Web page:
“[E]ven in jurisdictions that recognize a privilege or defense for repeating newsworthy accusations, the media’s reporting must be accurate and disinterested, and they cannot avoid liability if they endorse or ‘sign onto’ defamatory accusations they know to be false,” Lidsky said in an email. 

George Freeman, the executive director of Media Law Resource Center, said that while New York State courts do not recognize the neutral reporting privilege, it’s nonetheless an important First Amendment protection for news outlets. “I’m very strongly in support of neutral reportage, which protects the most basic functions of the press—reporting neutrally what differing responsible speakers say about controversial public issues,” Freeman said, though he was unsure of whether it would apply here. “The question is whether Fox was just allowing those spokesmen to air their opinions, or whether the Fox moderators were endorsing/repeating/vouching for the false facts. If there are instances of that, they would be in trouble.”

Smartmatic’s lawsuit points to a number of instances where Fox anchors appeared to endorse the views of their guests, or contributed additional falsehoods. For example, in an interview with Rudy Giuliani on November 12, 2020, anchor Lou Dobbs claimed votes counted using Smartmatic were “not auditable” because they had been “sent out of the country.” At the end of the segment, Dobbs thanked Giuliani for “pursuing what is the truth and straightening out what is a very complicated and difficult story.

In an interview with Giuliani on November 15, 2020, Bartiromo stated that Dominion Voting Systems, a separate voting company with contracts in battleground states, used Smartmatic’s software to tabulate votes. Dominion says on its website that it does not use Smartmatic software, and Smartmatic has made clear its technology was only used in Los Angeles County.

Beyond the neutral reportage privilege, Fox defended its broadcasts by arguing that Smartmatic cannot meet the requirements of proving its defamation claim. Smartmatic will have to prove that assertions about it on Fox News were false, and will then have to show that Fox acted with a high degree of fault known as “actual malice”. In defamation law, actual malice is a particularly difficult standard to prove because the plaintiff has to show evidence that the defendant knew the assertions were false and aired them anyway, or that they published with a reckless disregard for whether they were true or not.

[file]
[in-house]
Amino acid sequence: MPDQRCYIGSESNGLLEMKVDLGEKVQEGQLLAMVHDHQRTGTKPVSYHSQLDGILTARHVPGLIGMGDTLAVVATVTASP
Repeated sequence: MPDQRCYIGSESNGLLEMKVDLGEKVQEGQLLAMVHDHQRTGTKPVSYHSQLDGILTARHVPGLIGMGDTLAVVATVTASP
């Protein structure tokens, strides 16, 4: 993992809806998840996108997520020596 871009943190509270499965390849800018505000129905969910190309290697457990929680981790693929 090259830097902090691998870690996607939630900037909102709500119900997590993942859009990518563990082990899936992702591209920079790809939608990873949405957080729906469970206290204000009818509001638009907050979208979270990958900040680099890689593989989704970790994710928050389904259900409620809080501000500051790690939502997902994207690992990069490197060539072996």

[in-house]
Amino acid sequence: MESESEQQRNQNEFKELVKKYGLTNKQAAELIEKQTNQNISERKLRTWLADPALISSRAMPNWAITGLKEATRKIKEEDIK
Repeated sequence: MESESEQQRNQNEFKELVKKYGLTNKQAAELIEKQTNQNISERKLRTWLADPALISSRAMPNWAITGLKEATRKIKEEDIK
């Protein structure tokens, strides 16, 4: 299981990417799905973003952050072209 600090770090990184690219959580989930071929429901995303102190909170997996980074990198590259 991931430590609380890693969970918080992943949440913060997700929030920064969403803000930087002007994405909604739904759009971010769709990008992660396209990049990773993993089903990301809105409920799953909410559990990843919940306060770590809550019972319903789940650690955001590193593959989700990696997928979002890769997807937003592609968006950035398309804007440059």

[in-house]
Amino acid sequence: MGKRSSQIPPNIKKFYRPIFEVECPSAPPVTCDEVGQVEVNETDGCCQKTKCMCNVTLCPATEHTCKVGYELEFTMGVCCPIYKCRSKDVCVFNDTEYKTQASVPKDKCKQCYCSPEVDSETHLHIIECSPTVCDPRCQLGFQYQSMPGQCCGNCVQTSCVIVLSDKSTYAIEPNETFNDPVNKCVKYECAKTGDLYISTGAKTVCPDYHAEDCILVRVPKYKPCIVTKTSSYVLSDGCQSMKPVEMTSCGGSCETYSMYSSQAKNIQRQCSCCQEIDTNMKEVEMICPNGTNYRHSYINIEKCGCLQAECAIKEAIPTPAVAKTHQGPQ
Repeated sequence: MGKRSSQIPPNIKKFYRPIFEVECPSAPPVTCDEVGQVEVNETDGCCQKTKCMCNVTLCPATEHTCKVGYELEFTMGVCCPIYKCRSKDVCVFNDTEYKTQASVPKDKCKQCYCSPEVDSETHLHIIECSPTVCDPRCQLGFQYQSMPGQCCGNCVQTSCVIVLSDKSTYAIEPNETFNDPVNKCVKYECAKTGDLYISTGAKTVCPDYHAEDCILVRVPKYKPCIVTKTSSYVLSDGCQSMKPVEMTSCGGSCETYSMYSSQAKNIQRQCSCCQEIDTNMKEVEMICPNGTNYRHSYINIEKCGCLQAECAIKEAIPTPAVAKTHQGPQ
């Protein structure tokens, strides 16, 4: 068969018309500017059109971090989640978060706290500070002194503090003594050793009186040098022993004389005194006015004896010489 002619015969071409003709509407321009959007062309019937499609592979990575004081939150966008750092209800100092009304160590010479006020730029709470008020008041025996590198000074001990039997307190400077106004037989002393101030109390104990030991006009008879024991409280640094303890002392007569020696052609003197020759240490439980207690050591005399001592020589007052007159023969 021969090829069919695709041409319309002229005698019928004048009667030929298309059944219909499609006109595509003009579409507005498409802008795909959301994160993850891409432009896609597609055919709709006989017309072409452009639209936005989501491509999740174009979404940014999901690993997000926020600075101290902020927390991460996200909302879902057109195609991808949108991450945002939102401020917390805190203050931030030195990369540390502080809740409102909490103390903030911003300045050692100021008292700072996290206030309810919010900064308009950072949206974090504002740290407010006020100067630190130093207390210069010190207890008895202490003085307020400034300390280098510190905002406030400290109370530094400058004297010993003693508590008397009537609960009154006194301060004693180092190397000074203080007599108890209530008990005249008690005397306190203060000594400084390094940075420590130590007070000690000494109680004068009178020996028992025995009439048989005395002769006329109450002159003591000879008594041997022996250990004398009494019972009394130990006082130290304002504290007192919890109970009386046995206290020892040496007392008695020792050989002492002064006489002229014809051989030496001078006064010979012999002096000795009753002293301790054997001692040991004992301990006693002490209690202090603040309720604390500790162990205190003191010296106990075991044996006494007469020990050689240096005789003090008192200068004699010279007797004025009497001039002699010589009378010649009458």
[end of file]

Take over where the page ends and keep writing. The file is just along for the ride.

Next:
In their complaint, Smartmatic says that Fox “had obvious reasons to doubt” Giuliani and Powell because the two repeatedly failed to provide evidence to support their claims. The suit also argues that Fox deliberately ignored publicly available information that would have shown that Smartmatic election software was not used by Dominion in contested states.

“Fox News did not attempt to email Smartmatic to obtain basic information, such as its role in the 2020 U.S. election, before its first broadcast accusing Smartmatic of fraud in connection with the election. This could have been easily done, and it is telling that the Fox Defendants avoided getting this type of information from the company.” 

Fox claims that the evidence Smartmatic put forth is not enough to prove that their anchors knew or had serious doubts about Trump’s allegations. “At most,” Fox lawyers claim that these points add up to a failure “to investigate its guests’ statements in advance,” which they argue is not enough to sustain a finding of intentional or reckless falsehood.

This is not the only lawsuit filed against Giuliani and Powell for spreading false rumors about the election. In January, Dominion sued Giuliani and Powell in separate $1.3 billion defamation lawsuits for spreading similar false claims that the company’s technology had been used to steal the election from Trump.